Month: January 2016

Lost in GA



Boston, MA: An empty Red Line Train at 08:05, I sit for a moment reading about Vic Chesnutt in Kristin Hersh’s book, Don’t Suck, DOn’t Die. I drift off to a rock club in GA, where Hersh and Chesnutt are setting up a show, and almost miss my stop.6809986523_be0a85a1e6_b

A Year of Reading Round the World

b252801416b6c19659cd7ec230d3c68aIt’s hard not to be drawn to what Ann Morgan is doing, but it is not for me at the moment.

In 2012, I embarked on an eccentric project. Having realised how anglocentric my reading was, I decided to try to read a novel, short story collection or memoir from every UN-recognised country, plus former UN member Taiwan (then 196 nations in all), in a calendar year.

I set up a blog,, and asked the world’s book lovers to help me. Pretty soon suggestions – and even books, manuscripts and unpublished translations – were flooding in from around the planet.

My criteria for choosing the titles I read varied and developed throughout the year. Sometimes I opted for national favourites. At other times I picked wildcards that intrigued me because they seemed at odds with the society that had produced them, such as works by exiled writers. And there were narratives that challenged my preconceptions in a huge number of ways.

Not all the books I read were set in the countries in question, but many were evocative of the regions they describe. Since then I’ve continued to seek out books that transport me to a different place. Here are 10 of my favourites:

Read more…

Tribute to C.D. Wright by Anna Ross


by Anna Ross

C .D. Wright, Language poet; C.D. Wright, elliptical poet; C.D. Wright, poet of the Ozarks, of Arkansas, erotic poet, poet of conscience, of place, of reportage, ekphrastic poet, elegiac poet. Poetry is the weird one: funny-looking on the page, resolutely non-commercial, refusing the neat thesis or linear narrative, and those of us who practice it often find ourselves in a defensive, explanatory crouch in the face of the question “So, what kind of poetry do you write?” As often, we acquiesce, labeling ourselves by school or influence either out of guilt for having introduced the awkward subject in the first place with our presence or because the stage, by its smallness, invites division. C. D. Wright, whom we lost suddenly and much too soon just over a week ago, never succumbed to this pressure. As she wrote in her National Book Critic’s Circle Award-winning One With Others, a book-length telling of Wright’s friend “V’s” participation in the 1969 Arkansas March Against Fear and the repercussions of that act, “[Where was it you wanted to bury this hatchet. Your land or mine.]”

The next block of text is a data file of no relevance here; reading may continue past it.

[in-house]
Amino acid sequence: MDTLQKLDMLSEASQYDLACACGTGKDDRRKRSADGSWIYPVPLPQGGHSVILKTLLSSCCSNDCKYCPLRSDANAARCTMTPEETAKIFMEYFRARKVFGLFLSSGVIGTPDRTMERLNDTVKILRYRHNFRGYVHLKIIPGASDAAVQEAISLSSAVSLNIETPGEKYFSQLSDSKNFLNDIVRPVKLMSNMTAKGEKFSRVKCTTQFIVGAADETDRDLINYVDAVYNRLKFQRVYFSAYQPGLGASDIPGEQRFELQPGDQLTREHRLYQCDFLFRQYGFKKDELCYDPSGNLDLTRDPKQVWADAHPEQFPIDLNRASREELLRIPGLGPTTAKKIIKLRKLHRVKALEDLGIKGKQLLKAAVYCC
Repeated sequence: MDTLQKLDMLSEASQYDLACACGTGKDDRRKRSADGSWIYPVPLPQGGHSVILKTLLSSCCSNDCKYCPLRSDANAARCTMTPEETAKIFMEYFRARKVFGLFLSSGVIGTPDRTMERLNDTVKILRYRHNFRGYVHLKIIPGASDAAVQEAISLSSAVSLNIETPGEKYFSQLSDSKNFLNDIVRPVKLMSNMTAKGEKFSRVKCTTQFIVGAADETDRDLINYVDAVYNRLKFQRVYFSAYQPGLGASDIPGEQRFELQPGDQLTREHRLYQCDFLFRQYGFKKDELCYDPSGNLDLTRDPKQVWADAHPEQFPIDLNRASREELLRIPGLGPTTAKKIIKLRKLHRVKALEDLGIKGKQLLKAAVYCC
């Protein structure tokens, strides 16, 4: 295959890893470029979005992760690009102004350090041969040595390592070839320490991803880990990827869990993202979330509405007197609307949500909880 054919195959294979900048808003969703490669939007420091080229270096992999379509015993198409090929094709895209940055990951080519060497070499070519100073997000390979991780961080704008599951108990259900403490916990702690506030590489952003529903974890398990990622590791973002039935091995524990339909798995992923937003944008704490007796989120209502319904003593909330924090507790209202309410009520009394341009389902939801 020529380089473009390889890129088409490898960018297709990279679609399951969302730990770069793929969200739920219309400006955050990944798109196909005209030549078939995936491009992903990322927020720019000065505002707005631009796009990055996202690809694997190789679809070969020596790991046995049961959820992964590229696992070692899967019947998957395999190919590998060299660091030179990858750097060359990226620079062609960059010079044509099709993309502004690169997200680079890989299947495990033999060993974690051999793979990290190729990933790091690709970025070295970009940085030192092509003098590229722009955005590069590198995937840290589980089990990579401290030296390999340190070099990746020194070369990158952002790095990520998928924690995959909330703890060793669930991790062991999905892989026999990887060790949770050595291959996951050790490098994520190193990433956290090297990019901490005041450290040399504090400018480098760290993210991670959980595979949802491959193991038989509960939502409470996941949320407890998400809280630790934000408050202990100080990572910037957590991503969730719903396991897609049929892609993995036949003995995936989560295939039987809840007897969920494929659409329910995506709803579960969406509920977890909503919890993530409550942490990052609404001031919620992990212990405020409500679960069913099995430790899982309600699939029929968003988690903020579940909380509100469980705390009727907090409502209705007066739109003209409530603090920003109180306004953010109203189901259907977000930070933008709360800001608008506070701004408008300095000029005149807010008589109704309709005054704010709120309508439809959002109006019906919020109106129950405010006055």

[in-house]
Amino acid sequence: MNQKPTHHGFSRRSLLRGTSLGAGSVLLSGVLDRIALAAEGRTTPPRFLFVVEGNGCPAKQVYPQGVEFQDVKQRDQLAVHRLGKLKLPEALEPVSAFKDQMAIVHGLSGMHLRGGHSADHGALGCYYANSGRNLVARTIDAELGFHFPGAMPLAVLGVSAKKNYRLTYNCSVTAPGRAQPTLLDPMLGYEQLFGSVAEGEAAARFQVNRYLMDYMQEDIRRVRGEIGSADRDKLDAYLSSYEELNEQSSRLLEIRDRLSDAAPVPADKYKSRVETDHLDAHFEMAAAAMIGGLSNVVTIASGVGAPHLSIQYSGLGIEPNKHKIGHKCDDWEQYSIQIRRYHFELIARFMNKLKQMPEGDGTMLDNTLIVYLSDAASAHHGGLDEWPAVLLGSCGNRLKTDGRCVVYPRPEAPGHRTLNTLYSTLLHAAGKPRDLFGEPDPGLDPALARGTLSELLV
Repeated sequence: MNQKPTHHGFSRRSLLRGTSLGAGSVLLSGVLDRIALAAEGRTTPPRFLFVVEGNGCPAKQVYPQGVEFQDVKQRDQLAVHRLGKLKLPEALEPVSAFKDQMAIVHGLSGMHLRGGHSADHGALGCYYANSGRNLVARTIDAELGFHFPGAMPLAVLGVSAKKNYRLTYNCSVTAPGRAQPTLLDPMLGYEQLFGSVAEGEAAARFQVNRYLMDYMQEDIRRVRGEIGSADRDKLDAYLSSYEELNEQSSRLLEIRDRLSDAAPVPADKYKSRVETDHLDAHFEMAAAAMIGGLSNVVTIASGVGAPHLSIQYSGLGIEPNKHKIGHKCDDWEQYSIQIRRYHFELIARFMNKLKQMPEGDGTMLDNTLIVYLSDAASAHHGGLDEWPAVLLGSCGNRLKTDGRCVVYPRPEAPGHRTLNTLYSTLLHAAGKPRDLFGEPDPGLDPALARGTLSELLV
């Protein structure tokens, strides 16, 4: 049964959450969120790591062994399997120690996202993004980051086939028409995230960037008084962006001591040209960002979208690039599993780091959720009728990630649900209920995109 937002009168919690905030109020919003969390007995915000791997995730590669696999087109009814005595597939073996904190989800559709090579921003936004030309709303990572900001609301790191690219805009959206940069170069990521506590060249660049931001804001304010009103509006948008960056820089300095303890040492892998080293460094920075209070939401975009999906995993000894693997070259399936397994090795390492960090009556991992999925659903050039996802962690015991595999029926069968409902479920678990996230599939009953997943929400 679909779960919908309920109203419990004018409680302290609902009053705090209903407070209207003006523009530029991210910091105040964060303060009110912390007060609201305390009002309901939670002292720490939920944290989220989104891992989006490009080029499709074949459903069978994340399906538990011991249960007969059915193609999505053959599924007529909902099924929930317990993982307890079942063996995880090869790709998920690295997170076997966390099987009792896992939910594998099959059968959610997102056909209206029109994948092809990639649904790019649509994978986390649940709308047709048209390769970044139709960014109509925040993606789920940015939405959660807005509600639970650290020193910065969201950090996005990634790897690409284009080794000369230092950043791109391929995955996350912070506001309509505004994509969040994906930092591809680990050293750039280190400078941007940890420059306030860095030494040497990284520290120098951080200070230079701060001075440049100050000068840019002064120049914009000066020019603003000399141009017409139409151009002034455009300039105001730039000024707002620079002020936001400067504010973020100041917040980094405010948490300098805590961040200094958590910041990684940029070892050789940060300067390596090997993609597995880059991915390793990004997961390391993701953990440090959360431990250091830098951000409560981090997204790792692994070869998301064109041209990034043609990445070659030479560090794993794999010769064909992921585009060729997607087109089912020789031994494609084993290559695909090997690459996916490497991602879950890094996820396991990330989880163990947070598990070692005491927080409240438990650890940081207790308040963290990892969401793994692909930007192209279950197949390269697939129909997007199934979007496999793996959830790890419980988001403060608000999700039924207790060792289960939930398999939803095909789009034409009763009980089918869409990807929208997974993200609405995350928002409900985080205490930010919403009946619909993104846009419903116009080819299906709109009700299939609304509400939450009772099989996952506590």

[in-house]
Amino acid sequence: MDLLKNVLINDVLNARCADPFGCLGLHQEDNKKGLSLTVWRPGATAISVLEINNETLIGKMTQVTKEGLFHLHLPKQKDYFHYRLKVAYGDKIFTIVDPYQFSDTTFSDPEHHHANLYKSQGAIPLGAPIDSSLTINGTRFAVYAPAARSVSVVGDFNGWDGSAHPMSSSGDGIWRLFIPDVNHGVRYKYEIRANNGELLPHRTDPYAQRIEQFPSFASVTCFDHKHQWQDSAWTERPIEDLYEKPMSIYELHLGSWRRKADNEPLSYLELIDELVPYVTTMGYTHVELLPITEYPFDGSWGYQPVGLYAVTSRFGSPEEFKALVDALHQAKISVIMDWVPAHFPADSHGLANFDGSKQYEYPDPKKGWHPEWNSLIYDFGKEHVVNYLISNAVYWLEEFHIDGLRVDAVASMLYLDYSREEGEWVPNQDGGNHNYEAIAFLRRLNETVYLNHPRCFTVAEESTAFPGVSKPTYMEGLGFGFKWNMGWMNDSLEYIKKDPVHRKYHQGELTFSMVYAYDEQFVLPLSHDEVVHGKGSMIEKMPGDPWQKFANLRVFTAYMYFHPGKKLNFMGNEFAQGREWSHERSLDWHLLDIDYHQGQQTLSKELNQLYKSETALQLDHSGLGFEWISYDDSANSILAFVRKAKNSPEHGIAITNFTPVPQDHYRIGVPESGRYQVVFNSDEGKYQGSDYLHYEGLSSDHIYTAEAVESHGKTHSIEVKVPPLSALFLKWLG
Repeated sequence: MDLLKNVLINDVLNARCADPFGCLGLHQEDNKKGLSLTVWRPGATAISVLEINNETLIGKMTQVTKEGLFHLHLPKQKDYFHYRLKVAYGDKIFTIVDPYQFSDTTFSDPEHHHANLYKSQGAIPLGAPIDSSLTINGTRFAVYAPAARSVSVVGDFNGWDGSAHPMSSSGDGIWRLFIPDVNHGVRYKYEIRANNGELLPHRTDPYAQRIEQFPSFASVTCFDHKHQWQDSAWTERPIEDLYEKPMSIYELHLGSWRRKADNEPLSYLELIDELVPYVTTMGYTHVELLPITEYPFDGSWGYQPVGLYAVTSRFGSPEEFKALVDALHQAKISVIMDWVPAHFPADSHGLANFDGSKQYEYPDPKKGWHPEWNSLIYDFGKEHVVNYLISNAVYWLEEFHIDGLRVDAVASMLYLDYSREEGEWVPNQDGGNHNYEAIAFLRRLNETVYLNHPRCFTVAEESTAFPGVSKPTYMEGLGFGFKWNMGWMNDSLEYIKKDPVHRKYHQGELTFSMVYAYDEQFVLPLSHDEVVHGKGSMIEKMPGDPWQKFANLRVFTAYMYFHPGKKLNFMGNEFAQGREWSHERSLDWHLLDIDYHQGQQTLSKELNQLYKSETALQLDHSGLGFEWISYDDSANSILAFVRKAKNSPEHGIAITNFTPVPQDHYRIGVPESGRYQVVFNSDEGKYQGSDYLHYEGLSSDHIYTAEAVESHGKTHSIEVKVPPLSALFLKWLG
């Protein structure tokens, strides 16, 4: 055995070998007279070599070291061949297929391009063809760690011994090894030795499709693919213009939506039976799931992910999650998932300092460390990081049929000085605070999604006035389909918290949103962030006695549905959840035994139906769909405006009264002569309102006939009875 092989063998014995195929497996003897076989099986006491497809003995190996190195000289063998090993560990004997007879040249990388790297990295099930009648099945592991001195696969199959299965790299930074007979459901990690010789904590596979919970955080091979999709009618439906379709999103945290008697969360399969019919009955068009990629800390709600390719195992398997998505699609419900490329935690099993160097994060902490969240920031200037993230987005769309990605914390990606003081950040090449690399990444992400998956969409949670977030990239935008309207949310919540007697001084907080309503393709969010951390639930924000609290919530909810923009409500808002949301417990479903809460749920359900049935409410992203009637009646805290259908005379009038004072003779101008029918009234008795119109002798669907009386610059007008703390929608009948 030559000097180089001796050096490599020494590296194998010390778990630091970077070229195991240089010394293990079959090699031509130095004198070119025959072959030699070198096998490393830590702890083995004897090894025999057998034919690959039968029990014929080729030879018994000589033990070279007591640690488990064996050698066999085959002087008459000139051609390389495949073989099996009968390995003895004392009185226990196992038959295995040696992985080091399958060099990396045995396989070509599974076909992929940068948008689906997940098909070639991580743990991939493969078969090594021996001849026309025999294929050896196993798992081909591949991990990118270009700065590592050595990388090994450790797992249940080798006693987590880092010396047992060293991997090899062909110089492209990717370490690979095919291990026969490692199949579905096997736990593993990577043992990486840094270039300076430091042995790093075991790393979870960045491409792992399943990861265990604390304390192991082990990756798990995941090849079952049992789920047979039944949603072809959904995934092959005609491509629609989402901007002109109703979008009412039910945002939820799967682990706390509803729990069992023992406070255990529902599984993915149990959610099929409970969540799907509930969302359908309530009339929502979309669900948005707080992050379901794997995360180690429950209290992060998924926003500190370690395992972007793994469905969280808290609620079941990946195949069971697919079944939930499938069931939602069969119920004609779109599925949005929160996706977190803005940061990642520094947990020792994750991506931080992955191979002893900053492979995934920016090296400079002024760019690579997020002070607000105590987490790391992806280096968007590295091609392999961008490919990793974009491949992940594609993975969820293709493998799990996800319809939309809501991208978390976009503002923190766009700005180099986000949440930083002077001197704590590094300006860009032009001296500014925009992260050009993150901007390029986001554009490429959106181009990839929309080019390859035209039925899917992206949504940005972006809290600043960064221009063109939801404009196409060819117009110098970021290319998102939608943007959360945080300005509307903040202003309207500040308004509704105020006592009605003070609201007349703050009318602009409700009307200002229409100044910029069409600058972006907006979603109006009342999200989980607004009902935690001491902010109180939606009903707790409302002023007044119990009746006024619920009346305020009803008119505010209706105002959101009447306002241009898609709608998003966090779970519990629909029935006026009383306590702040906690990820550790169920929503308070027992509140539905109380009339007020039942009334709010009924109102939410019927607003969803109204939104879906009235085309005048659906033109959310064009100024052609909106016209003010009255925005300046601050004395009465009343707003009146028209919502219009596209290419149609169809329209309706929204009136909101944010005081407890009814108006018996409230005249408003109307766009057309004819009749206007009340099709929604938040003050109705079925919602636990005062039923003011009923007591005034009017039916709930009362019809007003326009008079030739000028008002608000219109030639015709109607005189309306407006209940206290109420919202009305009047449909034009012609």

Read more of Anna’s essay download

ViV AlbertinE Writes a Book

M-20Mag-20140724144211763661-300x0Listen to  The Slits. From 76 – 82 they were at the center of the punk world, while being on the fringe.Listen. This is essential rock and not rock at all.

On the one hand they are an accidental band, on the other, Ari Up was full of ambition, and although she started out not knowing how to play the guitar, VIv Albertine is the muical centre to the group.

The book tells her story all the time referring to clothes, music and relationships.  The history of punk step by stpe.  Mick Jones, Paul Simonon, Don Letts, Johnny Thunders, Keith Levene. Albertine writes in such a straightforward way


Playing with The Slits

that it brings that world back. And her focus brings a poetry constantly moving through time. I remember some of this, but I lived it vicariously, Viv was right there and finally her book took me there.

In Memoriam Peter Dickinson


Peter Dickinson the author of around 60 books, has died at the age of 88. He is a children’s book author, fantasist and mystery writer.


I read The Changes years ago, and then later on read EvaAK and Tulku,  before discovering some of his adult mysteries.  He has such a fluent imagination. HE’s one of those writers who keeps working year after year, and none of the books I have read have not been worth reading.